Conflict Resolution Skills — Spot Tensions Before They Turn into Conflicts

Empathy: It’s easy to get very caught up in climbing the career ladder thinking that we need to look out for number one. But being empathetic towards others is a key skill in gaining trust and respect among your colleagues. Understand the different perspective of others and don’t make assumptions or dismiss how they see things. It can help you see problems in a different way and allow you to apply this to many situations.

Social Awareness: Having a degree of sensitivity towards potential conflicts can allow you to identify and fix them before it’s too late. This can save you a lot of time and effort, streamlining the path to your ultimate career goal.

Taking into account each different area of communication can greatly improve your interpersonal skills, develop good working relationships and get you much further in your career. Building trust and respect with others should never be dismissed or considered unnecessary because hard work and the ability to get on with everyone in a variety of situations is the key to success.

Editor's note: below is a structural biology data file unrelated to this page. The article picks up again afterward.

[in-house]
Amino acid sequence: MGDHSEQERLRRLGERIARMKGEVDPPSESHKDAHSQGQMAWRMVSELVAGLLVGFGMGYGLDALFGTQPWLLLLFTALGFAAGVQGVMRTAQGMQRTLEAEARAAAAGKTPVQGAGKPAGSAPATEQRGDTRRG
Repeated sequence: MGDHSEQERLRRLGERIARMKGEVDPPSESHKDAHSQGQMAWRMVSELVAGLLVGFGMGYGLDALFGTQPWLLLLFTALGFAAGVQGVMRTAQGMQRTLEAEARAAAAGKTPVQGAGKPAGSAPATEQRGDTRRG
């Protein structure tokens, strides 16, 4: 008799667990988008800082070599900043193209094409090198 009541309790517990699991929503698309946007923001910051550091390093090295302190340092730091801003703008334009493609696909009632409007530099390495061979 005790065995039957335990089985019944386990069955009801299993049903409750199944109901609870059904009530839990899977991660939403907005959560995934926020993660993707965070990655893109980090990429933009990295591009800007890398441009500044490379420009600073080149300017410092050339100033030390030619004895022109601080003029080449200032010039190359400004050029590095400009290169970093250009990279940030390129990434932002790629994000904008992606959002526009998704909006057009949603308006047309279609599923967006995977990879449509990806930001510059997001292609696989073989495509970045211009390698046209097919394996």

Reference

[1] The Balance: Active Listening Definition, Skills, and Examples
[2] Skills You Need: Interpersonal Skills
[3] The Balance: Nonverbal Communication Skills
[4] Skills You Need: Assertiveness – An Introduction

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Jenny Marchal

A passionate writer who loves sharing about positive psychology.

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Last Updated on September 23, 2020

Do What You Love and Love What You Do to Achieve More

Do What You Love and Love What You Do to Achieve More